Living in a world where technology is a huge part of our day to day lives, it can be easy for the boundaries between work life and personal life to be increasingly blurred. Over the years, burnout has become more prevalent and is a common presenting issue in the counselling & psychotherapy world.
Defined as emotional and physical exhaustion due to excessive stress, burnout is associated with feeling overwhelmed, emotionally drained, with an accompanying decreased sense of accomplishment. While there are misconceptions in relation to which individuals are most prone to experiencing burnout, it is important to recognize that burnout can happen to anyone.
According to recent studies, it was found that more than half of full-time workers in Ireland are experiencing burnout. Some of the contributing factors leading to burnout include overworking, lack of career growth, dysfunctional workplace dynamics, work-life imbalance, monotony, lack of results, etc.
If you find yourself feeling exhausted, empty, lacking motivation or perhaps feeling that nothing you do makes a difference or is appreciated, this blog may be helpful to you.
In order to understand how we can prevent burnout, it is important to become familiar with the 12-Stage Model of Burnout developed by psychologists Herbert Freudenbergerand & Gail North outlined below:
1. The Compulsion to Prove Oneself: People with the compulsion to prove themselves often experience excessive ambition with the lack of boundary setting.
2. Working Harder: This links with the inability to stop working or switch off, such as working longer hours or answering emails during the weekend.
3. Neglecting Needs: Neglecting self-care, exercise, getting enough sleep, etc.
4. Displacement of Conflicts: Avoiding and dismissing problems, the individual may feel panicky.
5. Revision of Values: Values are altered to accommodate work ambitions. Family, friends and hobbies are deemed as irrelevant as work is the only focus.
6. Denial of Emerging Problems: A person may become intolerant and aggressive in their denial of emerging problems. Their problems are viewed as caused by time pressure and work, not because of life changes.
7. Withdrawal: Withdrawing from social interactions has caused social life to be small or non-existent.
8. Behavioural Changes: Obvious changes in behaviour leaves family and friends concerned.
9. Depersonalisation: Loss of contact with self and own needs – seeing neither self nor others as valuable.
10. Inner Emptiness: Using activities such as overeating, sex, alcohol or drugs to overcome feeling empty inside.
11. Depression: Increased feeling that life is meaningless and increased overall lack of interest.
12. Burnout: Complete mental and physical exhaustion.
Burnout can manifest itself in physical, emotional and behavioural symptoms. It is a gradual process and can be difficult to identify in the early stages. It is important to recognize the symptoms of burnout and become mindful of preventing it.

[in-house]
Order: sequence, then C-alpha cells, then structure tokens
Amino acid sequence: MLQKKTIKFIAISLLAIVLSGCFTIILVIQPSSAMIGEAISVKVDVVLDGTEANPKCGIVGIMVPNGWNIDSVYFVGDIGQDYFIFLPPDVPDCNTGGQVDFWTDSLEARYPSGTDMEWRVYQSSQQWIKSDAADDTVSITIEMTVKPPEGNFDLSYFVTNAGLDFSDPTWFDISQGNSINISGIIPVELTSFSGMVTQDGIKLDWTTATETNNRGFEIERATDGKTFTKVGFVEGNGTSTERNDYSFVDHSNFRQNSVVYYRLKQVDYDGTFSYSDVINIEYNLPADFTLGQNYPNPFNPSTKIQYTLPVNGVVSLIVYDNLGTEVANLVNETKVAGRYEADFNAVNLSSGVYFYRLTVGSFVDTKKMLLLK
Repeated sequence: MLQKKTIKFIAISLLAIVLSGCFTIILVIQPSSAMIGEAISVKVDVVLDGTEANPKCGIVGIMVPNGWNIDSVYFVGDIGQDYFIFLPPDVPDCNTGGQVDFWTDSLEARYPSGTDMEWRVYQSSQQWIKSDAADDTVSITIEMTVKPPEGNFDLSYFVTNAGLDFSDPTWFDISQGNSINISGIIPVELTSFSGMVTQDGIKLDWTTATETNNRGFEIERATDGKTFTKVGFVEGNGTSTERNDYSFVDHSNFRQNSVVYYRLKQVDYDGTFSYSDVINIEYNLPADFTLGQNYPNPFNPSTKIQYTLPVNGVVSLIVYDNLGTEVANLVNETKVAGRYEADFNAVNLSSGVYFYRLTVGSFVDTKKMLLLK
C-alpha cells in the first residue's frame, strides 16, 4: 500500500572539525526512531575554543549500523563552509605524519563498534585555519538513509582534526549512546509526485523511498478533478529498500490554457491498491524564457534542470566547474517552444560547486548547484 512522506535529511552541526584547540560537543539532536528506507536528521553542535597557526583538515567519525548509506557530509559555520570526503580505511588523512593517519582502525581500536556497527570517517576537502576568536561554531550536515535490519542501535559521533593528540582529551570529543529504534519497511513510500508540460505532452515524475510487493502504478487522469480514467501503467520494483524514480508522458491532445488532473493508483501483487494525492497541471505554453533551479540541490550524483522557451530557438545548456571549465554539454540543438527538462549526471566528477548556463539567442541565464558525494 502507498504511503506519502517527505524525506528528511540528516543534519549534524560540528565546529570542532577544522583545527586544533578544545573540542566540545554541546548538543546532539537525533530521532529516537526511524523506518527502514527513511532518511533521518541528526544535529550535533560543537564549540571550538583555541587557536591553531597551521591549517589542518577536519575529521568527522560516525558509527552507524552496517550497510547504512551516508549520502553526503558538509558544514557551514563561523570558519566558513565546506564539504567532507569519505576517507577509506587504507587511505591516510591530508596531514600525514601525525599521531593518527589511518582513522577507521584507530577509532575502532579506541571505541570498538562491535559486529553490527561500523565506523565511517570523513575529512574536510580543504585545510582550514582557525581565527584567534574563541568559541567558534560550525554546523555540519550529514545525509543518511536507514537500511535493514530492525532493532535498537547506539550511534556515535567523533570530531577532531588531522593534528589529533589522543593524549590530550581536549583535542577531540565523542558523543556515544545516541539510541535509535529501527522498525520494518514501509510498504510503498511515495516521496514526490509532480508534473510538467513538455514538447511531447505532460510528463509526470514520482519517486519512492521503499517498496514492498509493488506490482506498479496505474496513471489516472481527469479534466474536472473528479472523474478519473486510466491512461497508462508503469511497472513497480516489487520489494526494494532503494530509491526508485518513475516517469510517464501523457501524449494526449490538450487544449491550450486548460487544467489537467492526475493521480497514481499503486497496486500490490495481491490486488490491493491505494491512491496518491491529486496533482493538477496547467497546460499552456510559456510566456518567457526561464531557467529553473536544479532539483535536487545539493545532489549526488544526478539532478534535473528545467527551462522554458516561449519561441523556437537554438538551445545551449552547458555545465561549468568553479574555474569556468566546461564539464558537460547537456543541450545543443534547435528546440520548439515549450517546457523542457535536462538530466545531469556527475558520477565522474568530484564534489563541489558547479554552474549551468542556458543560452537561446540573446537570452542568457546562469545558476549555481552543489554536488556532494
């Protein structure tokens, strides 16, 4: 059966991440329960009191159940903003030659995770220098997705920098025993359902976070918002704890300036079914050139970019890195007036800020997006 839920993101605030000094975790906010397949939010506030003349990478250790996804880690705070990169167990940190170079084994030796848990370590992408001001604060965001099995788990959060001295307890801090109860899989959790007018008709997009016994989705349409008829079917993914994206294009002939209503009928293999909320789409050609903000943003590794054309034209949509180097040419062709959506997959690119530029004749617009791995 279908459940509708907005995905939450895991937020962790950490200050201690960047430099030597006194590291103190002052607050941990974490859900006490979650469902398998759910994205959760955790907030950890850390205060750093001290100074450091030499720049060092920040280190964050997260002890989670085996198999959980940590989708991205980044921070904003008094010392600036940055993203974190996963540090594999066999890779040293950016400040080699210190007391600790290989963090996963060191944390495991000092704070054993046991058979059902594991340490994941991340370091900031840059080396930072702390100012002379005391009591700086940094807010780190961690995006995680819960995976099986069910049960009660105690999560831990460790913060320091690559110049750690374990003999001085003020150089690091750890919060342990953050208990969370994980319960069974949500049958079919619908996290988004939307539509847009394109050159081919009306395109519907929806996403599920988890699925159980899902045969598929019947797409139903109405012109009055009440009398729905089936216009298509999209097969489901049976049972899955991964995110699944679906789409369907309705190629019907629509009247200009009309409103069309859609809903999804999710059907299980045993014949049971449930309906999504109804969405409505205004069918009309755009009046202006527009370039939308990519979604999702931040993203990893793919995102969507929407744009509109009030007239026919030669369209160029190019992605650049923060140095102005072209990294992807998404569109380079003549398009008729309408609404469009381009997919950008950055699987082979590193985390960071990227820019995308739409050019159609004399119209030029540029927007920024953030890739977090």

So what are a few tips to help beat burnout?
1) Social supports: Reaching out to those closest to you and engaging in more meaningful activities can help direct your attention and alleviate stress.
2) Re-evaluate priorities: Take some time to think about your goals, hopes and dreams. Are you neglecting something truly important to you? Nourishing your creative side, practising self-care and mindfulness and taking time for relaxation can give you a space to self-reflect on what truly makes you happy.
3) Setting Boundaries: While setting boundaries can be a difficult thing to do, it is a vital act of self-care. Boundaries can help you understand your limits and protect/support your wellbeing, therefore enabling you to give your best. Whether that’s switching your phone on ‘do not disturb’ mode after work hours, or simply saying ‘no’ to certain requests.
4) Cognitive Restructuring: Studies have shown CBT is most effective in treating burnout. Thoughts and emotions contribute to stress-related issues. By becoming aware of negative thinking patterns which may lead to burnout, it is important to challenge replacing them with realistic thoughts and beliefs. Similarly, identifying the root cause of burnout, such as the desire to prove oneself or perfectionism which I have written in greater detail in my previous blog ‘When Perfect Isn’t Good Enough’, it can be helpful to prevent and overcome burnout.
Living in a fast paced world can make it difficult to take time to unplug. By normalising putting a pause on the fast pace and tending to your wellbeing, you can build up burnout resilience and mind your mental health in the process. If you recognise any burnout symptoms, it is important to take some time out to rest and recover.
While there might be an urge to keep fighting the tide of work and stressful events, it is okay to admit that you are not a machine. Being human means to check in with yourself and slow down the pace of your busy life to take time to refill your cup.
‘You can’t pour from an empty cup.’